I have been following the Occupy movement protest at St Paul’s Cathedral in London (and round the world) with some interest as this is a type of Business Continuity incident which perhaps many have not thought about.
Most would agree that the Church of England’s handling of the incident has been poor. The protestors are protesting about points such as “We refuse to pay for the banking crisis” and “We want structural change towards authentic global equality. The world’s resources must go towards caring for people and the planet, not the military, corporate profits or the rich.” These are points
that should resonate with the Church of England as they aspire to champion similar views.
The Cathedral’s decision not to embrace the views of the protestors and to look at trying to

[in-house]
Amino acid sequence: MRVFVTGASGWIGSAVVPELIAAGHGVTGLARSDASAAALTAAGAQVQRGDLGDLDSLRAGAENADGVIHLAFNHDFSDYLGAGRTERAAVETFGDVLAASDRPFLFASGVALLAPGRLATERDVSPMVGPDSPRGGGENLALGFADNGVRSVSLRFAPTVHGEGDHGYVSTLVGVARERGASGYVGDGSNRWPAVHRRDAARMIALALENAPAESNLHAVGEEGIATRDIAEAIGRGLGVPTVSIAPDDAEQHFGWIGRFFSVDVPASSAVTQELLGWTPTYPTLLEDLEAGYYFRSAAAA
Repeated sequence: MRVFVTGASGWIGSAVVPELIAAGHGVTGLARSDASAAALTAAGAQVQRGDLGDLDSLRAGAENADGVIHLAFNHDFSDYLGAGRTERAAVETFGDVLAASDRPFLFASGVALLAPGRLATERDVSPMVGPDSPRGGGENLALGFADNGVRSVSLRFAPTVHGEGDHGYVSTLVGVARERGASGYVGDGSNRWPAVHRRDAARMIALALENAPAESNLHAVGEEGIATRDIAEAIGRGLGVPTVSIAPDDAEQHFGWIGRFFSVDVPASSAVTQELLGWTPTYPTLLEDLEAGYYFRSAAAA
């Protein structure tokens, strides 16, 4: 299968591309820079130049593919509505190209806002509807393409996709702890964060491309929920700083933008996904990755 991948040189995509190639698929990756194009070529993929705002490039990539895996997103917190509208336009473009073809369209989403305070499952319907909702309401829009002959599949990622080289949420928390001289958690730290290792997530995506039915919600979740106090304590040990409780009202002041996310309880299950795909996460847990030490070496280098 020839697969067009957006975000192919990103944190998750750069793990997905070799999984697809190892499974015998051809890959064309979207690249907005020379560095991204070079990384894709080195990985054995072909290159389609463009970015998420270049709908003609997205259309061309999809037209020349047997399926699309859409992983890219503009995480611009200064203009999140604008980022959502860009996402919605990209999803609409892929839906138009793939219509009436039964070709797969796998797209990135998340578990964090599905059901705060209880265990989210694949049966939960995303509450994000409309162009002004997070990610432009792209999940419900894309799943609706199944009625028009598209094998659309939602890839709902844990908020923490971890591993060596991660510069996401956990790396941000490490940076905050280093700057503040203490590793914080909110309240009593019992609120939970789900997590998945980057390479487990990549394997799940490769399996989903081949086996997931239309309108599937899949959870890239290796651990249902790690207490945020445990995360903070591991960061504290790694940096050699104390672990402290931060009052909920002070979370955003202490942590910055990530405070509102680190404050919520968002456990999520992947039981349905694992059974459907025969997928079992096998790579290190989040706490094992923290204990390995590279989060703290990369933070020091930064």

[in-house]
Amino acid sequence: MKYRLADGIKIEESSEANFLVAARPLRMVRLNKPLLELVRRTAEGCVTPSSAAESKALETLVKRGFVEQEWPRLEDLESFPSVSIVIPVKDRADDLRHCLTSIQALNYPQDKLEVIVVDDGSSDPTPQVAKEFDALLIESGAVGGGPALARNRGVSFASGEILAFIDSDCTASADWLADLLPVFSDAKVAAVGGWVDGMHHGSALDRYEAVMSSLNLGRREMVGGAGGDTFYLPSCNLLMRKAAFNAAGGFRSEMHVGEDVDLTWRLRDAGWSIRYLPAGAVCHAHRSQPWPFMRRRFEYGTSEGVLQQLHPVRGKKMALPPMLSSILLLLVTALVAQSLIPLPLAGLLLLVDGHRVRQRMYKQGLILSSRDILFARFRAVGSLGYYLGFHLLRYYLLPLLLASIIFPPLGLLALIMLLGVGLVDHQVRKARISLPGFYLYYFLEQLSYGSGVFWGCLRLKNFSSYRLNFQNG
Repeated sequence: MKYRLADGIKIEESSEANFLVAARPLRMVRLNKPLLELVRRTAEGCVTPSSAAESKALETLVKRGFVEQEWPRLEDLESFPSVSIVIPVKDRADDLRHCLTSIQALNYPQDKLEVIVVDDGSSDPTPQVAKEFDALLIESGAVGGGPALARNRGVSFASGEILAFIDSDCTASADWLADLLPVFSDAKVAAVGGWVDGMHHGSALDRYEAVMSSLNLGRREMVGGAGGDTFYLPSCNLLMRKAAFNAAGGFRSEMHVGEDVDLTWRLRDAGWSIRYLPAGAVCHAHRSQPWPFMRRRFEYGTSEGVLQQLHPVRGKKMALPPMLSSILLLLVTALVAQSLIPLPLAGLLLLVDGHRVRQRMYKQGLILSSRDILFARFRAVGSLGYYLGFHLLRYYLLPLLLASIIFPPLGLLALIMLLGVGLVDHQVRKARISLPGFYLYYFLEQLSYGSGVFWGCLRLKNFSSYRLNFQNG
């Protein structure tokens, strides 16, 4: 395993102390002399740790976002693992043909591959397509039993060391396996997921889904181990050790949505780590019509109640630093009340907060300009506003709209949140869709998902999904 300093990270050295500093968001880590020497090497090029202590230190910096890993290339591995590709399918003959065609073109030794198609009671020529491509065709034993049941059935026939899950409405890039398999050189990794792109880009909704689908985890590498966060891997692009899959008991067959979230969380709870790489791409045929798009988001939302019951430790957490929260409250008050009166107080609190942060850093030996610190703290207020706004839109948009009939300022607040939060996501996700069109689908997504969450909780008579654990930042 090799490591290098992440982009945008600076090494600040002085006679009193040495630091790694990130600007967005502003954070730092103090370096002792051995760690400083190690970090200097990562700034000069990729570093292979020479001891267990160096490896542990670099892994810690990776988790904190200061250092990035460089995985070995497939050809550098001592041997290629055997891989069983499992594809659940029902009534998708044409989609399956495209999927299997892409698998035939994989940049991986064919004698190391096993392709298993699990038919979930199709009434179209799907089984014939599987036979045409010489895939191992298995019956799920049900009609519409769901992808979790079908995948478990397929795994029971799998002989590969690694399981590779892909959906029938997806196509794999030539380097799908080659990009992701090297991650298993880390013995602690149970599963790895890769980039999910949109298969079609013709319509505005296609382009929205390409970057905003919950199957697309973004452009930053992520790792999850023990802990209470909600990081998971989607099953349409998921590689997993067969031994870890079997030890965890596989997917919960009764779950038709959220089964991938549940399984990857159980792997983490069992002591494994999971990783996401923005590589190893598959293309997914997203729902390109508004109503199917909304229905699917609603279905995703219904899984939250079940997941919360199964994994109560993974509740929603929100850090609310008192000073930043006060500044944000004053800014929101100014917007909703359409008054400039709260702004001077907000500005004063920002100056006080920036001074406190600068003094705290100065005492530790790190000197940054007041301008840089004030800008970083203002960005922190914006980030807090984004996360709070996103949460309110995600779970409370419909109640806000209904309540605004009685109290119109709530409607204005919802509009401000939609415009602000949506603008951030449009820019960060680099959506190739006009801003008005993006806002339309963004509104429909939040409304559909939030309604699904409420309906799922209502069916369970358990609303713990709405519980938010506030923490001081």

get rid of them was very quickly seen to be hypocrisy and has led to the Cathedral being viewed as being more interested in money (they were losing revenue from tours), privilege and the fabric of their building rather than Christian teachings.
There is a very clear lesson for all of us looking to respond to an incident; the media and the
public very quickly see through any hypocrisy or ‘saying one thing and doing another’ in responding to an incident. So if you are an organisation which portrays itself as being green then you should empathise with green protestors camped outside your headquarters. You should not, through your actions, damage the environment which gives the protestors a reason to target your organisation and show your greenness to be a sham.
Before responding to an incident, review your strategy for dealing with it, don’t just go for gut
reaction, get rid of these “nasty, smelly protestors” but think about the wider context and how your response will be viewed.